We're back for the second issue, I'm surprised too
Follow up from last time, the Tesla Model S is shown to be summoned using Apple Watch, which you might think is really cool, but it also solves a serious problem for the millions of people who have a Tesla, an Apple Watch, a garage, and a second car that makes it harder to drive the Tesla out of the garage.
Speaking of Tesla, Elon Musk can be really funny. Speaking of cars, they'll disappear in their current form, Google even got a patent for self-driving delivery truck. It's a locker on wheels.
But we'll miss some of the cars of the past, like Porsche 911 which evolved very little because it was perfect from the start.
And, who cares, we're 3D printing BUILDINGS in the future. Well, I mean, we're in the process of working with a company to test the feasibility of 3D printing public housing units. Almost the same thing.
Back in the real world, Basic Income might be a way to fix capitalism but the research isn't conclusive yet.
What's for sure is that modern cities are ugly. We need to build attractive cities. Sometime during the 20th century, we somehow decided that huge skyscrapers is the mark of a great civilization. Higher, bigger, hugh-er. it's the American way, I guess, which is fine for an American century. Maybe it's time to move away from that, and focus on how city skylines and buildings are affecting those who live in it and how we make it more attractive and enjoyable.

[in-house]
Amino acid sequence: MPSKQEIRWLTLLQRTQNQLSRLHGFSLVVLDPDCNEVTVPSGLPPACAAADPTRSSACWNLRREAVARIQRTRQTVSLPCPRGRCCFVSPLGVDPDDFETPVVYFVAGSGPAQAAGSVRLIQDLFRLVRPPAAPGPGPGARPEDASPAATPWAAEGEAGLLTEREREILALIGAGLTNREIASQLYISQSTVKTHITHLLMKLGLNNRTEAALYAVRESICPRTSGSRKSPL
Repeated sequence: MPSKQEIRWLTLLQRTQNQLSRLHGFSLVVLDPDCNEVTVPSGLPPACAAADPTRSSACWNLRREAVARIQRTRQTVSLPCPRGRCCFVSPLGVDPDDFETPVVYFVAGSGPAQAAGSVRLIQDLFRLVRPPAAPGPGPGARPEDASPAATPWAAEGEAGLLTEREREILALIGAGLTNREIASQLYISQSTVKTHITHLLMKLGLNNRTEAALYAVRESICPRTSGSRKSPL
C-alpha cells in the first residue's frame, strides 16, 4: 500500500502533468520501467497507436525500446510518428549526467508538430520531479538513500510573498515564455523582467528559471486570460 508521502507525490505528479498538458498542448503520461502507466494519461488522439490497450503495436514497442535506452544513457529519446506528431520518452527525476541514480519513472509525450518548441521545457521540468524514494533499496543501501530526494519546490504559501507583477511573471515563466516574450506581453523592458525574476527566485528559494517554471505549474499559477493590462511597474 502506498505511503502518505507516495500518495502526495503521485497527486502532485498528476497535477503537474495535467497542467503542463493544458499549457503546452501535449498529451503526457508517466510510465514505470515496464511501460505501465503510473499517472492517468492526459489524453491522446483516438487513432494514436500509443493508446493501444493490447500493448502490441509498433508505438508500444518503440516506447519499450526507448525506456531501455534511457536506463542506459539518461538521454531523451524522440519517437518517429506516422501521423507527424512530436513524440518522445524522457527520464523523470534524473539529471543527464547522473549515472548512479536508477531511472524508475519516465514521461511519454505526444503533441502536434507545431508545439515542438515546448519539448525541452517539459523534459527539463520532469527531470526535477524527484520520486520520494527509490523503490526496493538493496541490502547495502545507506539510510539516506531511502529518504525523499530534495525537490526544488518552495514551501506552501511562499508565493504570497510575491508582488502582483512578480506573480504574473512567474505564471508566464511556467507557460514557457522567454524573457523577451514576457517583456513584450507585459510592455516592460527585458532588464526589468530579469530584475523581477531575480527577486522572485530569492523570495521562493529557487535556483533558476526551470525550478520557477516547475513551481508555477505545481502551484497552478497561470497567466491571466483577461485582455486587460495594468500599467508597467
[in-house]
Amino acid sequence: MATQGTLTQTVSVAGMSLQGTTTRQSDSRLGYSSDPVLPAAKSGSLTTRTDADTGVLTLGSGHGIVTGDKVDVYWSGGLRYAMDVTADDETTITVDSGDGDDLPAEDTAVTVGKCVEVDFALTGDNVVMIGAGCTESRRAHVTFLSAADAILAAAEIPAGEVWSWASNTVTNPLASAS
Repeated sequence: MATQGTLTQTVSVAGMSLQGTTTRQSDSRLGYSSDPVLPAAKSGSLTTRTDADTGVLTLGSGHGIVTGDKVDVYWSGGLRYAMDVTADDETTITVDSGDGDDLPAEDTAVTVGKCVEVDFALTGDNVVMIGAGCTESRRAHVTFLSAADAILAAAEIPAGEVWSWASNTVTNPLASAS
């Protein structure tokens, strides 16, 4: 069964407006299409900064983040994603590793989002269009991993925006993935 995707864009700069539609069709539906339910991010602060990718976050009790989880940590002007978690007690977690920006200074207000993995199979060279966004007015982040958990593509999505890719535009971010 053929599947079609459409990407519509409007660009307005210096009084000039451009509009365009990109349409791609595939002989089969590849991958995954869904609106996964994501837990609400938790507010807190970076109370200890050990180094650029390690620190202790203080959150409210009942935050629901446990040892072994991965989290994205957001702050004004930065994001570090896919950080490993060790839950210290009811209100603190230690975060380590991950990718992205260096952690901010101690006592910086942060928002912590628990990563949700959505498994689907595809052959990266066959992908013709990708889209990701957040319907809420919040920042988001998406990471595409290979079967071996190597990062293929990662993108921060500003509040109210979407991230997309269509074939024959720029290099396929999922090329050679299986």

Facebook's Free Basics saga continues, and here's a quick reminder and perfect summary for why it's bad and not free. I could go as far as say, it's bad for democracy.
What's also possibly bad for democracy is polling. Don't dismiss this as a topic about politics, it's not. We take it for granted that more data is better, because data is good. But sometimes, you gotta step back and realize that more data isn't necessarily better. The article that goes with the podcast above is also worth a read.
Wikipedia is building a search engine to compete with Google, except it's not. They're researching how readers can more easily find information.
Drone submarine that hunts other submarines will set sail this spring, which is why I don't swim in the sea anymore.
I do watch sport though, and I always marvel at the yellow lines and markers they draw for TV audience to highlight replays. Sadly, the magic is gone now that I understand how the yellow line works in sports games.
That's all, and remember kids, no action is too small for us to be lazy about. Even meeting room chairs can park themselves now.
So, go out there and build stuff to be more lazy, and fear not that you would make bugs, because bugs can lead to awesome features like hidden files on Linux.